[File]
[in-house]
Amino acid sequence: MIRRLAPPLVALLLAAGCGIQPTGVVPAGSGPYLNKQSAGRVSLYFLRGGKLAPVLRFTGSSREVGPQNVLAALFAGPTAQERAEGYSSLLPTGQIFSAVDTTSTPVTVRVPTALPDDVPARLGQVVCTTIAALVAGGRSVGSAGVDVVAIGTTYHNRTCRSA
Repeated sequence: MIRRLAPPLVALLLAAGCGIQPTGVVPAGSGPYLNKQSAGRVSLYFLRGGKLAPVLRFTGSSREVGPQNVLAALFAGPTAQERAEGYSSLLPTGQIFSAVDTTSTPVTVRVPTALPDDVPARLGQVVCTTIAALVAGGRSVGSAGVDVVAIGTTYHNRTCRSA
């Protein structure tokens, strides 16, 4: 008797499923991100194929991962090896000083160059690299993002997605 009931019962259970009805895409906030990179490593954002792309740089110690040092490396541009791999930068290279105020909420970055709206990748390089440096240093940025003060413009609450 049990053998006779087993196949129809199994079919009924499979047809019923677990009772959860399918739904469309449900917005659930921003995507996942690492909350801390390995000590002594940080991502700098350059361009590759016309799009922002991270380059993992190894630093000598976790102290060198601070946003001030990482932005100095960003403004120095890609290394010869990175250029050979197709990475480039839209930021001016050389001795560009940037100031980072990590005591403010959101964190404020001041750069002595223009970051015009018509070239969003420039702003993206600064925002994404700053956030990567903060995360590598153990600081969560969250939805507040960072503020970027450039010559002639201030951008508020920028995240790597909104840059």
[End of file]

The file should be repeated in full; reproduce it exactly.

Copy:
[in-house]
Amino acid sequence: MIRRLAPPLVALLLAAGCGIQPTGVVPAGSGPYLNKQSAGRVSLYFLRGGKLAPVLRFTGSSREVGPQNVLAALFAGPTAQERAEGYSSLLPTGQIFSAVDTTSTPVTVRVPTALPDDVPARLGQVVCTTIAALVAGGRSVGSAGVDVVAIGTTYHNRTCRSA
Repeated sequence: MIRRLAPPLVALLLAAGCGIQPTGVVPAGSGPYLNKQSAGRVSLYFLRGGKLAPVLRFTGSSREVGPQNVLAALFAGPTAQERAEGYSSLLPTGQIFSAVDTTSTPVTVRVPTALPDDVPARLGQVVCTTIAALVAGGRSVGSAGVDVVAIGTTYHNRTCRSA
């Protein structure tokens, strides 16, 4: 008797499923991100194929991962090896000083160059690299993002997605 009931019962259970009805895409906030990179490593954002792309740089110690040092490396541009791999930068290279105020909420970055709206990748390089440096240093940025003060413009609450 049990053998006779087993196949129809199994079919009924499979047809019923677990009772959860399918739904469309449900917005659930921003995507996942690492909350801390390995000590002594940080991502700098350059361009590759016309799009922002991270380059993992190894630093000598976790102290060198601070946003001030990482932005100095960003403004120095890609290394010869990175250029050979197709990475480039839209930021001016050389001795560009940037100031980072990590005591403010959101964190404020001041750069002595223009970051015009018509070239969003420039702003993206600064925002994404700053956030990567903060995360590598153990600081969560969250939805507040960072503020970027450039010559002639201030951008508020920028995240790597909104840059």